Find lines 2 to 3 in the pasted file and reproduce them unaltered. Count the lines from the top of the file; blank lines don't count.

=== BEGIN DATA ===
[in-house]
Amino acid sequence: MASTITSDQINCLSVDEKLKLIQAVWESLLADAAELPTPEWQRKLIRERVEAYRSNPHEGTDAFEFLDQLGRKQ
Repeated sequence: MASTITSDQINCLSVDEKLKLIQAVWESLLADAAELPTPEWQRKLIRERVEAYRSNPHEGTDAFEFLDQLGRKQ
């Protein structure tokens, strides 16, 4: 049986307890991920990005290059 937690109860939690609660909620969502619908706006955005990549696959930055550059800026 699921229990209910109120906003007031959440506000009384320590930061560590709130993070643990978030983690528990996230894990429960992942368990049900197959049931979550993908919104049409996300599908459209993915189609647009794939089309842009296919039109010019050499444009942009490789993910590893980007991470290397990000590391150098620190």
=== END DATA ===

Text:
Amino acid sequence: MASTITSDQINCLSVDEKLKLIQAVWESLLADAAELPTPEWQRKLIRERVEAYRSNPHEGTDAFEFLDQLGRKQ
Repeated sequence: MASTITSDQINCLSVDEKLKLIQAVWESLLADAAELPTPEWQRKLIRERVEAYRSNPHEGTDAFEFLDQLGRKQ